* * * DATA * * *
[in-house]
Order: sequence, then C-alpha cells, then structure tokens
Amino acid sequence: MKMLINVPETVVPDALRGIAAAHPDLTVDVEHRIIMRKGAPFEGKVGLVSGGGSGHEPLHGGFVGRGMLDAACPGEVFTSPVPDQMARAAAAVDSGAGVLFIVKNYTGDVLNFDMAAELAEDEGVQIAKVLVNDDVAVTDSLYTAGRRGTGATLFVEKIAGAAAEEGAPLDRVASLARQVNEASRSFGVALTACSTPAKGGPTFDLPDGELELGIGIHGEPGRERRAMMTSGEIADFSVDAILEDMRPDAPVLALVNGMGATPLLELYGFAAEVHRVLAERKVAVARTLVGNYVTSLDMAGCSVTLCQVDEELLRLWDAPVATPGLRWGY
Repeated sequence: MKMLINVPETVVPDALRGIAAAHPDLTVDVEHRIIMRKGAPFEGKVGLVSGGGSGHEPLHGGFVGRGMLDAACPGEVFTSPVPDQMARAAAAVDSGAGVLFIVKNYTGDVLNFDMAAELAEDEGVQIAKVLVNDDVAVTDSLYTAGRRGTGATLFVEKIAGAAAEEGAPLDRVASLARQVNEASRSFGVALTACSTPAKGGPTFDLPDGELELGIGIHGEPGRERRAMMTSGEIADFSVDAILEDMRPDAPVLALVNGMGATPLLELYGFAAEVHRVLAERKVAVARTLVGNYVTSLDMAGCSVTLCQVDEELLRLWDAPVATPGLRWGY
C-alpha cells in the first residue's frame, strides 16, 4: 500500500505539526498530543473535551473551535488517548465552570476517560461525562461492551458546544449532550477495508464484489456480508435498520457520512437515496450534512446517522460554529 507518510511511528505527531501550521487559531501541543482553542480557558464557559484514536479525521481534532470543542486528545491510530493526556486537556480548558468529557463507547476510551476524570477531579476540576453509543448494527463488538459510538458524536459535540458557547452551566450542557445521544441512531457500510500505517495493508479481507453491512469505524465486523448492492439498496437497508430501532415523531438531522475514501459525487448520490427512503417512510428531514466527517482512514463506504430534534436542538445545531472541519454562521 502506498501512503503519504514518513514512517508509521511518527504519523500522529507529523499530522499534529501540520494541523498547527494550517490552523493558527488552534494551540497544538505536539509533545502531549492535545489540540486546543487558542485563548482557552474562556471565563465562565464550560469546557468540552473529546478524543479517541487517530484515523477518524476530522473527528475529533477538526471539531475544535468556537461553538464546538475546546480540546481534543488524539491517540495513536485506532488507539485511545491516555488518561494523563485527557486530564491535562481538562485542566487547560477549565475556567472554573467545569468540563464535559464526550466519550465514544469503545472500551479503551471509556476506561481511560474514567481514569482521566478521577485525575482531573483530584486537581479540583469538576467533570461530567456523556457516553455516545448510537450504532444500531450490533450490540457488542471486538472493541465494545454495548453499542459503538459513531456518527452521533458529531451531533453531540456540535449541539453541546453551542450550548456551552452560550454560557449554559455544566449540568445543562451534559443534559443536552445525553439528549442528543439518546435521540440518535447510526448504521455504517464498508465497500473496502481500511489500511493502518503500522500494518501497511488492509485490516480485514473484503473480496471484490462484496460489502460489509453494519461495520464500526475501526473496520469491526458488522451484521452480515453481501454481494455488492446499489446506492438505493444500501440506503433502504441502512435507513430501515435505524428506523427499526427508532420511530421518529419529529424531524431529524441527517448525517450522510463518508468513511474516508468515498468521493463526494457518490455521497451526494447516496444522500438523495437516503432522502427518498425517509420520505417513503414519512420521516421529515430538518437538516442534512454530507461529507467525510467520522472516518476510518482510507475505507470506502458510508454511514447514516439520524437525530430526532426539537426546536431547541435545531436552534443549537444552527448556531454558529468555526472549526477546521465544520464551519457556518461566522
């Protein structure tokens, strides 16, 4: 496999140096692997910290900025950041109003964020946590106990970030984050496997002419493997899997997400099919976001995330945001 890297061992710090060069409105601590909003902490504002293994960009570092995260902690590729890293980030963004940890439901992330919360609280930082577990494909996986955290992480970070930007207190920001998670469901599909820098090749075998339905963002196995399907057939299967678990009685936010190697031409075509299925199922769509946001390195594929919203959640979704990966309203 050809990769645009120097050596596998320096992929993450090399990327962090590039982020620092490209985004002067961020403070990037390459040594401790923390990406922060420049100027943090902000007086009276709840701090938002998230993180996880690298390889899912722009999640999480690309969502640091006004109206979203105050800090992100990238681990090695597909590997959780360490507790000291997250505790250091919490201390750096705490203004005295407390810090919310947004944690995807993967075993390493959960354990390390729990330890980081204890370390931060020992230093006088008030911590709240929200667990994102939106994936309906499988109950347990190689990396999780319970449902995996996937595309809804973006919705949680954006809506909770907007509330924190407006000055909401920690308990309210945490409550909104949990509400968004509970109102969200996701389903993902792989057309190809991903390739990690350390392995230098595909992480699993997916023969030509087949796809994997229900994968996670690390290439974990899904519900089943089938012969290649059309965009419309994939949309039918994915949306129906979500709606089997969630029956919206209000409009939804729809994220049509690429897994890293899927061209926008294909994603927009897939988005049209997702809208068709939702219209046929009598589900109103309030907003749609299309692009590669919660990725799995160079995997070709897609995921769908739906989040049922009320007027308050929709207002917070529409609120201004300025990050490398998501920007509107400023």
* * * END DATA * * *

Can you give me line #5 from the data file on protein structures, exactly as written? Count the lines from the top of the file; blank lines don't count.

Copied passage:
C-alpha cells in the first residue's frame, strides 16, 4: 500500500505539526498530543473535551473551535488517548465552570476517560461525562461492551458546544449532550477495508464484489456480508435498520457520512437515496450534512446517522460554529 507518510511511528505527531501550521487559531501541543482553542480557558464557559484514536479525521481534532470543542486528545491510530493526556486537556480548558468529557463507547476510551476524570477531579476540576453509543448494527463488538459510538458524536459535540458557547452551566450542557445521544441512531457500510500505517495493508479481507453491512469505524465486523448492492439498496437497508430501532415523531438531522475514501459525487448520490427512503417512510428531514466527517482512514463506504430534534436542538445545531472541519454562521 502506498501512503503519504514518513514512517508509521511518527504519523500522529507529523499530522499534529501540520494541523498547527494550517490552523493558527488552534494551540497544538505536539509533545502531549492535545489540540486546543487558542485563548482557552474562556471565563465562565464550560469546557468540552473529546478524543479517541487517530484515523477518524476530522473527528475529533477538526471539531475544535468556537461553538464546538475546546480540546481534543488524539491517540495513536485506532488507539485511545491516555488518561494523563485527557486530564491535562481538562485542566487547560477549565475556567472554573467545569468540563464535559464526550466519550465514544469503545472500551479503551471509556476506561481511560474514567481514569482521566478521577485525575482531573483530584486537581479540583469538576467533570461530567456523556457516553455516545448510537450504532444500531450490533450490540457488542471486538472493541465494545454495548453499542459503538459513531456518527452521533458529531451531533453531540456540535449541539453541546453551542450550548456551552452560550454560557449554559455544566449540568445543562451534559443534559443536552445525553439528549442528543439518546435521540440518535447510526448504521455504517464498508465497500473496502481500511489500511493502518503500522500494518501497511488492509485490516480485514473484503473480496471484490462484496460489502460489509453494519461495520464500526475501526473496520469491526458488522451484521452480515453481501454481494455488492446499489446506492438505493444500501440506503433502504441502512435507513430501515435505524428506523427499526427508532420511530421518529419529529424531524431529524441527517448525517450522510463518508468513511474516508468515498468521493463526494457518490455521497451526494447516496444522500438523495437516503432522502427518498425517509420520505417513503414519512420521516421529515430538518437538516442534512454530507461529507467525510467520522472516518476510518482510507475505507470506502458510508454511514447514516439520524437525530430526532426539537426546536431547541435545531436552534443549537444552527448556531454558529468555526472549526477546521465544520464551519457556518461566522